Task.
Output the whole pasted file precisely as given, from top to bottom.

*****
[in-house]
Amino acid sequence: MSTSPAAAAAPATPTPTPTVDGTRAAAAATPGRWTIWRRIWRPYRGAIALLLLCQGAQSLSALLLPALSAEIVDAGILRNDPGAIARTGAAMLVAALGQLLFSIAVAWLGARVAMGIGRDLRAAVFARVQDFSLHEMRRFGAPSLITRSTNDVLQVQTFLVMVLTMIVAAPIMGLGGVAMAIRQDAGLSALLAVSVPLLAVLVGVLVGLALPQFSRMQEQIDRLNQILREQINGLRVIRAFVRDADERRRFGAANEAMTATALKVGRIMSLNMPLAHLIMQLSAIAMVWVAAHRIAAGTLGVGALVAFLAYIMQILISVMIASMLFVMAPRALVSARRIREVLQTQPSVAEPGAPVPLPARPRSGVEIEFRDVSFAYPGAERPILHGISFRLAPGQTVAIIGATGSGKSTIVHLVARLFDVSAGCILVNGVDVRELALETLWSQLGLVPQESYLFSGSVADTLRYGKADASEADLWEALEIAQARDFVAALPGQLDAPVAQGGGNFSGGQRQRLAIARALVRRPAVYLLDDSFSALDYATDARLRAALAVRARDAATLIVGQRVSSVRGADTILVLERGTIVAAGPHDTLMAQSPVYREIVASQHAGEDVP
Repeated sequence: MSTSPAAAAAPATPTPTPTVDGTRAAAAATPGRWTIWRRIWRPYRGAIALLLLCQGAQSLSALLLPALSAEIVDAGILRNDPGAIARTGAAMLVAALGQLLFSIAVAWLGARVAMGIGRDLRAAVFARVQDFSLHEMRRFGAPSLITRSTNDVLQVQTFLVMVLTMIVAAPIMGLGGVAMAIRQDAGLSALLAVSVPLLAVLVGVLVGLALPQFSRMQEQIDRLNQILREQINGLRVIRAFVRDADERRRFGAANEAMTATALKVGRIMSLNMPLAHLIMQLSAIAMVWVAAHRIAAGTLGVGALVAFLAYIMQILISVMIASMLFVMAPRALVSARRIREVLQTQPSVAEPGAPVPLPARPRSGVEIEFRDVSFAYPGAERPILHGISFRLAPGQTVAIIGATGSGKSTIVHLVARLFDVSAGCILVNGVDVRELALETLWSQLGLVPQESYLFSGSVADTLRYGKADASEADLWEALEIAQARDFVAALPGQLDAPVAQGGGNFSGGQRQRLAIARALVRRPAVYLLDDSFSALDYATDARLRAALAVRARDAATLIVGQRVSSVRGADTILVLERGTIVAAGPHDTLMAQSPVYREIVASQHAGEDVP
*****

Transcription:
[in-house]
Amino acid sequence: MSTSPAAAAAPATPTPTPTVDGTRAAAAATPGRWTIWRRIWRPYRGAIALLLLCQGAQSLSALLLPALSAEIVDAGILRNDPGAIARTGAAMLVAALGQLLFSIAVAWLGARVAMGIGRDLRAAVFARVQDFSLHEMRRFGAPSLITRSTNDVLQVQTFLVMVLTMIVAAPIMGLGGVAMAIRQDAGLSALLAVSVPLLAVLVGVLVGLALPQFSRMQEQIDRLNQILREQINGLRVIRAFVRDADERRRFGAANEAMTATALKVGRIMSLNMPLAHLIMQLSAIAMVWVAAHRIAAGTLGVGALVAFLAYIMQILISVMIASMLFVMAPRALVSARRIREVLQTQPSVAEPGAPVPLPARPRSGVEIEFRDVSFAYPGAERPILHGISFRLAPGQTVAIIGATGSGKSTIVHLVARLFDVSAGCILVNGVDVRELALETLWSQLGLVPQESYLFSGSVADTLRYGKADASEADLWEALEIAQARDFVAALPGQLDAPVAQGGGNFSGGQRQRLAIARALVRRPAVYLLDDSFSALDYATDARLRAALAVRARDAATLIVGQRVSSVRGADTILVLERGTIVAAGPHDTLMAQSPVYREIVASQHAGEDVP
Repeated sequence: MSTSPAAAAAPATPTPTPTVDGTRAAAAATPGRWTIWRRIWRPYRGAIALLLLCQGAQSLSALLLPALSAEIVDAGILRNDPGAIARTGAAMLVAALGQLLFSIAVAWLGARVAMGIGRDLRAAVFARVQDFSLHEMRRFGAPSLITRSTNDVLQVQTFLVMVLTMIVAAPIMGLGGVAMAIRQDAGLSALLAVSVPLLAVLVGVLVGLALPQFSRMQEQIDRLNQILREQINGLRVIRAFVRDADERRRFGAANEAMTATALKVGRIMSLNMPLAHLIMQLSAIAMVWVAAHRIAAGTLGVGALVAFLAYIMQILISVMIASMLFVMAPRALVSARRIREVLQTQPSVAEPGAPVPLPARPRSGVEIEFRDVSFAYPGAERPILHGISFRLAPGQTVAIIGATGSGKSTIVHLVARLFDVSAGCILVNGVDVRELALETLWSQLGLVPQESYLFSGSVADTLRYGKADASEADLWEALEIAQARDFVAALPGQLDAPVAQGGGNFSGGQRQRLAIARALVRRPAVYLLDDSFSALDYATDARLRAALAVRARDAATLIVGQRVSSVRGADTILVLERGTIVAAGPHDTLMAQSPVYREIVASQHAGEDVP